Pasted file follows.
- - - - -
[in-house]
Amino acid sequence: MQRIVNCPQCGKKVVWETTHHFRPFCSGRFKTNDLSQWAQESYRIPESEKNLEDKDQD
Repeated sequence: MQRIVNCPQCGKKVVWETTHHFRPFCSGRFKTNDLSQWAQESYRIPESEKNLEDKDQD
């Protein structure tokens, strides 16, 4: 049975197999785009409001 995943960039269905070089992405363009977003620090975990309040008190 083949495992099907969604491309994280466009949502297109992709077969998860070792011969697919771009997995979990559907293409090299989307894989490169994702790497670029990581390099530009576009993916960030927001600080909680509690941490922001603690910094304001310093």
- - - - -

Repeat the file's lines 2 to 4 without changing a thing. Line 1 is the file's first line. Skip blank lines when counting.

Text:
Amino acid sequence: MQRIVNCPQCGKKVVWETTHHFRPFCSGRFKTNDLSQWAQESYRIPESEKNLEDKDQD
Repeated sequence: MQRIVNCPQCGKKVVWETTHHFRPFCSGRFKTNDLSQWAQESYRIPESEKNLEDKDQD
């Protein structure tokens, strides 16, 4: 049975197999785009409001 995943960039269905070089992405363009977003620090975990309040008190 083949495992099907969604491309994280466009949502297109992709077969998860070792011969697919771009997995979990559907293409090299989307894989490169994702790497670029990581390099530009576009993916960030927001600080909680509690941490922001603690910094304001310093």